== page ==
Bellingham mayor apologizes, 125 years after expulsion of Chinese

May 27, 2011

Bellingham Mayor Dan Pike has issued a formal apology to the Chinese community for the expulsion of their people,125 years ago.

Pike says the apology is meant to make it clear: authorities now see the racist actions by regional governments and their supporters more than a century ago were wrong.

In 1885 and 1886, thousands of Chinese immigrants were driven out of Puget Sound towns during an economic downturn. Civic leaders and town newspapers argued the new residents were taking jobs away from white people.

The apology and related events this week in Bellingham are part of a year-long Chinese Expulsion Remembrance Project. Seattle, Tacoma, Olympia and Mount Vernon are also taking part. The project also has a Facebook page.

Paul Kim writes about the project and the history that inspired it in this week's issue of the International Examiner.  As he describes it, in Bellingham, media and civic leaders gave the Chinese a deadline of November 1, 1885 to permanently leave the area:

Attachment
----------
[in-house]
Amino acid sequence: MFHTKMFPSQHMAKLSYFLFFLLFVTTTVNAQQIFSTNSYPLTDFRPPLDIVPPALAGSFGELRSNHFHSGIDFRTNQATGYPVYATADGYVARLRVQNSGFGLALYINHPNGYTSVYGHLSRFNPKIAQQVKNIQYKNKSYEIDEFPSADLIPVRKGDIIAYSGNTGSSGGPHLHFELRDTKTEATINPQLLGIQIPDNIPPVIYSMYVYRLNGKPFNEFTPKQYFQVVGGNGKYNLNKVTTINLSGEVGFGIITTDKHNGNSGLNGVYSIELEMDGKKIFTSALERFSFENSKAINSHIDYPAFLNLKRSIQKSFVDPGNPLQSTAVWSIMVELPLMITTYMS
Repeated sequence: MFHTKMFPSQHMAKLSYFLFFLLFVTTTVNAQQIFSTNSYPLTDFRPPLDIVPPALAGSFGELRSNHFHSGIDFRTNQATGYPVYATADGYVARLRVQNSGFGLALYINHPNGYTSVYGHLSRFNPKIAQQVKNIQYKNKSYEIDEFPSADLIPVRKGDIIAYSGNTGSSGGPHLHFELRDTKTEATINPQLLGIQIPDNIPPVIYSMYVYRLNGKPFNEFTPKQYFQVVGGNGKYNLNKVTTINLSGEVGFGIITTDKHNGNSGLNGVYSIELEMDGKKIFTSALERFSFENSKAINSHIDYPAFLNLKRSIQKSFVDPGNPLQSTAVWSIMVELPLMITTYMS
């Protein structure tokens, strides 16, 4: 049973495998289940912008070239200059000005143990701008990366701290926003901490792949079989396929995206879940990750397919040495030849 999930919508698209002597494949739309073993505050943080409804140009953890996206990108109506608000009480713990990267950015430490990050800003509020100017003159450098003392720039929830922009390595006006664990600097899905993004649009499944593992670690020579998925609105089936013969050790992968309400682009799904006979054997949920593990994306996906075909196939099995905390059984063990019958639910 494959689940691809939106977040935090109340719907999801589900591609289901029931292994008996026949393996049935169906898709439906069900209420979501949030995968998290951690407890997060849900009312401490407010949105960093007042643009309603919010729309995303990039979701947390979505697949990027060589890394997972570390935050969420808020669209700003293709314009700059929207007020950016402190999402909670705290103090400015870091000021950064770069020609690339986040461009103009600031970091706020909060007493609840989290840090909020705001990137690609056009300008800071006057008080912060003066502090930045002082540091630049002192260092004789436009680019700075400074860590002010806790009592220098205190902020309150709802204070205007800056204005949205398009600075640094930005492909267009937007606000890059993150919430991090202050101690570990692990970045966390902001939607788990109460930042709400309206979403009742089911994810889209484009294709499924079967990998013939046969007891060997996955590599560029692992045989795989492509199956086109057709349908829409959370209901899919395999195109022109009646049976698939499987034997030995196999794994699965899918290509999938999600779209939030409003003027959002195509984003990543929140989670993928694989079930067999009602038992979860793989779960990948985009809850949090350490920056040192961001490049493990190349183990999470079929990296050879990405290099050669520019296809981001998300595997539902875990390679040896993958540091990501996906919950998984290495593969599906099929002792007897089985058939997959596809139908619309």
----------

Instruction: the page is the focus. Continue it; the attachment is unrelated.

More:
"In an effort to preserve the economic supremacy of the majority in the region, white leaders organized an all-encompassing plan to rid the area of Chinese immigrants. The exact number of Chinese expelled is unknown, but it is estimated that 200 Chinese in Seattle (a significant number in the region during that time) were forced to leave on ships bound for China, leaving 150 Chinese immigrants stranded in the area," Kim writes.

Several events have already taken place to commemorate the anniversary, including Northwest Ballet’s “Emerald Bay,” a romantic dance composition, set in Bellingham Bay and the Puget Sound region in 1885.  

Upcoming performances take place on June 4-5 at McIntyre Hall  in Mt. Vernon and June 11-12  at the Mount Baker Theatre in Bellingham.